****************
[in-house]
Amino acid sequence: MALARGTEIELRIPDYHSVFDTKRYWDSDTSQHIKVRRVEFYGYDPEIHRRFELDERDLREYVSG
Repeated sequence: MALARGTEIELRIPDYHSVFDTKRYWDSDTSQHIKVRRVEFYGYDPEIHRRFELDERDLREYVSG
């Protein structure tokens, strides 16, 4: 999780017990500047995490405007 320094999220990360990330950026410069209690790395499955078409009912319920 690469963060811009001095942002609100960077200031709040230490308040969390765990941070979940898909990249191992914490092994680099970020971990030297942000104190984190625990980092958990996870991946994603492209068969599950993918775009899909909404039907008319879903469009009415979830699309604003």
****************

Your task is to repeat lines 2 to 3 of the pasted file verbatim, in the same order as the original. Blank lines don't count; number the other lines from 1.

Amino acid sequence: MALARGTEIELRIPDYHSVFDTKRYWDSDTSQHIKVRRVEFYGYDPEIHRRFELDERDLREYVSG
Repeated sequence: MALARGTEIELRIPDYHSVFDTKRYWDSDTSQHIKVRRVEFYGYDPEIHRRFELDERDLREYVSG